For Immediate Release: Feb. 3, 2014
The U.S. Food and Drug Administration today approved the expanded use of the Dexcom G4 Platinum Continuous Monitoring System for patients with diabetes ages 2 to 17 years. The G4 Platinum System, which monitors blood glucose levels in people with diabetes, had been approved for patients ages 18 and older.
Diabetes is a serious, chronic metabolic condition in which the body is unable to adequately manage blood sugar levels. An estimated 25.8 million people – about 215,000 of them under age 20 – in the United States have diabetes. If left untreated, high blood glucose levels (hyperglycemia) can lead to serious long-term problems such as stroke, heart disease, and damage to the eyes, kidneys, and nerves.
A continuous glucose monitor (CGM) is a device that includes a small wire-like sensor inserted just under the skin that provides a steady stream of information about glucose levels in the fluid around the cells (interstitial fluid). When used along with a blood glucose meter, CGM information can help people with diabetes detect when blood glucose values are approaching dangerously high and dangerously low levels.
The FDA has not approved the use of CGM values alone to determine dosing of diabetes medications. CGMs must be calibrated by blood glucose meters, and treatment decisions such as insulin dosing should be based on readings from a blood glucose meter.
The G4 Platinum System is an externally worn system that continuously displays an estimate of blood glucose levels and the direction and rate of change of these estimates. The device is intended to be worn by a single patient for up to seven days. It requires a prescription and is meant to complement, not replace, information obtained from standard home glucose monitoring devices.
The previously approved G4 Platinum System is for insertion of the sensor in the abdomen only. The new G4 Platinum (Pediatric) System, the first approved CGM system for use in patients 2 to 17 years of age, includes the upper buttock in addition to the abdomen as sensor insertion sites. The device system components (sensor and transmitter) are unmodified from the previous system.
“This device can provide valuable glucose trend information to children with diabetes and their families, but it is important that those using this device understand the expected performance of this device compared to blood glucose meters, especially for detecting low glucose, in pediatric patients,” said Alberto Gutierrez, Ph.D., director, Office of In Vitro Diagnostics and Radiological Devices in the FDA’s Center for Devices and Radiological Health. “This approval for expanded use is part of the FDA’s work to meet the needs of children living with diabetes.”
Before the approval, the FDA reviewed data from a pivotal clinical study of in-clinic and home-use patients to assess the accuracy and precision of the system. One hundred and seventy-six patients ages 2 to 17 wore the G4 Platinum (Pediatric) sensor for seven days (168 hours). The accuracy of the system’s glucose readings was evaluated by comparing them to a clinical laboratory reference method (for patients ages 6 to 17) and to results obtained from finger stick samples on a blood glucose meter (for patients ages 2 to 17).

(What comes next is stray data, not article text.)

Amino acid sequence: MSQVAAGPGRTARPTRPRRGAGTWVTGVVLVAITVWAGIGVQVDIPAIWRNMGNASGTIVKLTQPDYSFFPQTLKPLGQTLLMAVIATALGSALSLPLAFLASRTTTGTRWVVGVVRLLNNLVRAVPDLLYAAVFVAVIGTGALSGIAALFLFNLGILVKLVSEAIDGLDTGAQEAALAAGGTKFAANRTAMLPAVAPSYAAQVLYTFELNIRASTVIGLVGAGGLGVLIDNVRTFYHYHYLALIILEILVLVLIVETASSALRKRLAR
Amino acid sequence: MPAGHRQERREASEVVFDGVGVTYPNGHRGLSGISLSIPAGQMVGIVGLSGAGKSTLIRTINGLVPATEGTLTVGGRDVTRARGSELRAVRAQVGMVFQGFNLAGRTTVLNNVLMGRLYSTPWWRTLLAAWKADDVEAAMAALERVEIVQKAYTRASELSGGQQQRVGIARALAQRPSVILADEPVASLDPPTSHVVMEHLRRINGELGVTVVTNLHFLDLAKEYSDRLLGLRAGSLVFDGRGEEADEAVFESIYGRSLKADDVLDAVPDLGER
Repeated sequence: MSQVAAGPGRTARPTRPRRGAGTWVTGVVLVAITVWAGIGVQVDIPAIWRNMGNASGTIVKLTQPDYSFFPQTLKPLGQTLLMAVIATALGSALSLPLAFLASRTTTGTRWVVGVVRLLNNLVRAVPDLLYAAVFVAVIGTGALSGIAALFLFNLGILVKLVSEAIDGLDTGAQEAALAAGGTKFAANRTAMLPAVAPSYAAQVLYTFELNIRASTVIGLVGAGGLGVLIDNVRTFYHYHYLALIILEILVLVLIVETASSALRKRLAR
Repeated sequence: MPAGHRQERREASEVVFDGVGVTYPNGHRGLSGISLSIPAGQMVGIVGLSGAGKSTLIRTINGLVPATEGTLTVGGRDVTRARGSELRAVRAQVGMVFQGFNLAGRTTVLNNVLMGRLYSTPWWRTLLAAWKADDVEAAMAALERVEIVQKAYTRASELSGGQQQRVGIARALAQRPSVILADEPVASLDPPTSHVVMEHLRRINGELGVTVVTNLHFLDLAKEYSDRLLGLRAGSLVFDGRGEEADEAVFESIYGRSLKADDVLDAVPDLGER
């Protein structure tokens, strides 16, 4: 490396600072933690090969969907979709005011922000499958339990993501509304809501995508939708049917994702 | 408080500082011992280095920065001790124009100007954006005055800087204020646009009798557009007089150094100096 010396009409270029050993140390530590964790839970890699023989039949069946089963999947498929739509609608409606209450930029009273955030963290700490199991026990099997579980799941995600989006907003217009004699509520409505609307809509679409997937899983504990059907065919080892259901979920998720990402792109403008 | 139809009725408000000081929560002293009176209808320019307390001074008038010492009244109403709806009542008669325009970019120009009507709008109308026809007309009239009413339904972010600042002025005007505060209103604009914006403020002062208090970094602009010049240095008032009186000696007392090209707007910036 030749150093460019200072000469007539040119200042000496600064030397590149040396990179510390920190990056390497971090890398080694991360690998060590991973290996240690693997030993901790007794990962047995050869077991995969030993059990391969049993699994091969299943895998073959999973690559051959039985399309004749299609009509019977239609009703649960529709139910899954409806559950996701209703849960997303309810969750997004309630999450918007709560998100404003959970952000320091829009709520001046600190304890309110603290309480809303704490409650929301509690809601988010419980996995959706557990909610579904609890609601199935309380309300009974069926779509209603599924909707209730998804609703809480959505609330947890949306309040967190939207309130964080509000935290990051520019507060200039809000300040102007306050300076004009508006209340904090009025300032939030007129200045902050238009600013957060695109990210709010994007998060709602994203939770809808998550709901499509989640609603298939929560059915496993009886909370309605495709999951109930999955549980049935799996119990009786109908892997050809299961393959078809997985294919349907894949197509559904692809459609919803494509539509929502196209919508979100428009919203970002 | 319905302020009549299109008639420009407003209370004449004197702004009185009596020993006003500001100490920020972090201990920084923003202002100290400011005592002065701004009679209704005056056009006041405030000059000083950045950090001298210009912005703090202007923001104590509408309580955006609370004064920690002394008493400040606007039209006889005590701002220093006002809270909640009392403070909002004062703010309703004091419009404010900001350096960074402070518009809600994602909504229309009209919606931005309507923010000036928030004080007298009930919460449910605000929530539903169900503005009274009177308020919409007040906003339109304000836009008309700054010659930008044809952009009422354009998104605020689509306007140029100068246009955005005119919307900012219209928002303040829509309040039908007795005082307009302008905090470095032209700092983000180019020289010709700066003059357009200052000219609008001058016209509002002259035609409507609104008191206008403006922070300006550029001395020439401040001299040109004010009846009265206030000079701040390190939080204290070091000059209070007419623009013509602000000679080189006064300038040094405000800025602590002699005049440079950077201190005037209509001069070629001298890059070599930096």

The pivotal clinical study demonstrated that the G4 Platinum (Pediatric) System performance in pediatric subjects was not as accurate as the performance of the same device in adults. In addition, the performance of the hypoglycemic detection alert in the pediatric study was poor relative to that seen in the adult study, particularly at blood glucose concentrations below 70 milligrams per deciliter of blood. Despite these limitations, the study did demonstrate that the device is effective for tracking and trending to determine patterns in glucose levels, and for alerting patients when glucose values are approaching potentially dangerously high (hyperglycemic) and/or dangerously low (hypoglycemic) levels.
To communicate the reduced accuracy in pediatric patients to users, two warnings are included in the labeling, and are displayed on the receiver screen when a new sensor session is started or the alert thresholds are changed:
- In a pediatric clinical study, larger differences were observed between this CGM device and actual blood glucose values compared to those differences observed in the adult clinical study. Use your blood glucose meter for treatment decisions.
- In a pediatric clinical study, a significant number of low glucose events were not detected by CGM. Do not rely solely on CGM alerts to detect low glucose.
Research on CGMs is underway as part of a developmental artificial pancreas device system (APDS) for people with type 1 diabetes, a device that includes a CGM and an insulin pump. An artificial pancreas system would monitor glucose levels and automatically pump the appropriate amount of insulin as determined by a computer algorithm.
The G4 Platinum (Pediatric) System is manufactured by Dexcom, Inc., located in San Diego, Calif.
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The FDA, an agency within the U.S. Department of Health and Human Services, protects the public health by assuring the safety, effectiveness, and security of human and veterinary drugs, vaccines and other biological products for human use, and medical devices. The agency also is responsible for the safety and security of our nation’s food supply, cosmetics, dietary supplements, products that give off electronic radiation, and for regulating tobacco products.